First off, apologies for making what might be an obscure 90’s reference to a cartoon I used to watch as a kid. If you are a bit lost with the title, a handy Google search will bring you into the know. Strange nominal information aside, I felt the need to discuss how hyperbolic or ‘over-dramatized’ alternative lifestyles have become in modern television. Admittedly, some of these examples below are pay-per-view entertainment, but if the case studies and subject matter escape you, please refer to the aforementioned ‘if you are lost’ statement above.
Housekeeping measures aside, many of the most watched programs on TV today are weaving in sub-plots to their weekly routines which add some zest to regular A to B to C narrative arcs we have grown accustomed to. These tidbits are fun to watch and doubtless keep the audience engaged in the program, but they do so at the risk of exposing the unethical side of those people who live alternative lifestyles.
The most obvious of these examples is the AMC Drama ‘Mad Men’. Don Draper, the stereotypical self-made man is anything but a stable, well-oiled money making capitalist machine. If you have followed the show for more than one season, you will observe that while he is fantastic in a board room presence, his life tends to fall apart once his tie off and hanging on the doorknob. In fact, for being a straight-laced, accurate portrayal of life in New York in the 1960’s, Don is anything but the commuting father with 2.5 children and a white picket fence. He is constantly going from bed to bed, filling the role of man’s man with as many women as possible and as a result, he falls victim to divorce, family strife, alimony, and drink to make sense of it all.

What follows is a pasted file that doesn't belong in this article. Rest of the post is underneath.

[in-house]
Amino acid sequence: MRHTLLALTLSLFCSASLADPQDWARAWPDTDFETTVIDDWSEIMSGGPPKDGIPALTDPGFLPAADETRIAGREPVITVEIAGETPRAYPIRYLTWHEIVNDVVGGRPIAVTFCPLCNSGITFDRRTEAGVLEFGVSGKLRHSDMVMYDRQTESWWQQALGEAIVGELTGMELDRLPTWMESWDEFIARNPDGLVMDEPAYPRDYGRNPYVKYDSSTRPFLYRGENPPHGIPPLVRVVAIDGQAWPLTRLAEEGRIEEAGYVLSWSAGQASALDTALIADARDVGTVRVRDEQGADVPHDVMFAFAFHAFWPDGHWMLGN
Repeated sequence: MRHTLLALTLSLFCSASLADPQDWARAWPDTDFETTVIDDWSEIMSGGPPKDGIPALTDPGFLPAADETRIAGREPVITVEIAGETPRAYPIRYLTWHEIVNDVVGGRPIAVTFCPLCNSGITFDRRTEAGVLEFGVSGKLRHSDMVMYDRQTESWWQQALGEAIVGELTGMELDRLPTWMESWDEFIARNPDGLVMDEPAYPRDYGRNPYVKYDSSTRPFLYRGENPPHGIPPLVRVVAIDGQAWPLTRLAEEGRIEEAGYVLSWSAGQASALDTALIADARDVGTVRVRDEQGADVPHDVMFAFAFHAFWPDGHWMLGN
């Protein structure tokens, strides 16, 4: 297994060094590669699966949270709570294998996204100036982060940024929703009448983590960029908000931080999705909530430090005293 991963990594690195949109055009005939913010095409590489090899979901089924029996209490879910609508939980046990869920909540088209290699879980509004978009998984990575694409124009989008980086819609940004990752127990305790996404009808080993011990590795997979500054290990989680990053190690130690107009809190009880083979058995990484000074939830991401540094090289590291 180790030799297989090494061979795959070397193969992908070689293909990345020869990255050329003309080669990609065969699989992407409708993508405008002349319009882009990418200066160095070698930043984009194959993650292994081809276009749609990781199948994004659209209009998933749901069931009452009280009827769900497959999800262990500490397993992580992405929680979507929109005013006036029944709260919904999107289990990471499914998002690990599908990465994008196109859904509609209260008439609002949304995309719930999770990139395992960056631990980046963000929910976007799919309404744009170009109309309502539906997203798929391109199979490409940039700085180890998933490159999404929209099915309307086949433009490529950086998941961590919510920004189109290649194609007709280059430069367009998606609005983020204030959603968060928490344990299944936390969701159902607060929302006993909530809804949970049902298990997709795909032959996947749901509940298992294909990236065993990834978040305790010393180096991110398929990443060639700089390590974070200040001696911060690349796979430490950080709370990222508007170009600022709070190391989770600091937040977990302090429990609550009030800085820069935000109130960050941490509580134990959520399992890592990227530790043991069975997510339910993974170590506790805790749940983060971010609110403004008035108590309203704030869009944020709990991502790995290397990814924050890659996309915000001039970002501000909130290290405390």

At no point in this show does he ever openly admit to his partners that there is someone else in the mix, and this only leads to more misery for Don and crew. I was encouraged, therefore, when in a recent episode, Don and his new wife, Megan, brought a third person into their bed for a salacious montage of seductive stares, slow kissing, heavy (pet)editing, and a fade to morning. Finally, a moment occurs when everyone could be out in the open about Don’s choice to live in a manner adverse to the stereotypical American Dream. But in typical ‘Mad Men’ fashion, everyone wakes up, takes a shower, and leaves before anyone is mentally awake and able to talk about last night.
Fans have theorized that Don’s second wife is aware of his secretive sleeping around and in a gesture of compassion and understanding, allows another woman to share their bed as a way of saying, “It is okay for you to have others, just as long as I am involved”. We as the audience can only guess at this, however, because each of the players scamper off before anyone can get a word in edge-wise. This leaves Megan smoking a post-coital cigarette in the kitchen alone, which she forcefully extinguishes and then throws the ashtray in the wall’s general direction.
How satisfying it would have been for this watershed moment in pay cable to finish with a simple, “I am glad you had fun last night, let’s talk about it,” moment. So many of the conflicts which arise come from this duplicitous relationship which Don has with the women in his life, even including his own daughter in later seasons. How magnificent it is then that all his problems could be resolved with an open and honest disclosure of the facts.
Wouldn’t it be a fantastic conclusion to this show for Don to acknowledge that the monogamous life style doesn’t fit with his life experiences? Tackling this topic in the open air would put just one more feather in the cap of the creators of this wonderful program and give millions of viewers something to chew on after the show has finished.
“What if there is another way to do adult relationships? Don Draper did it, and he is one of the most human people I know (on television)!”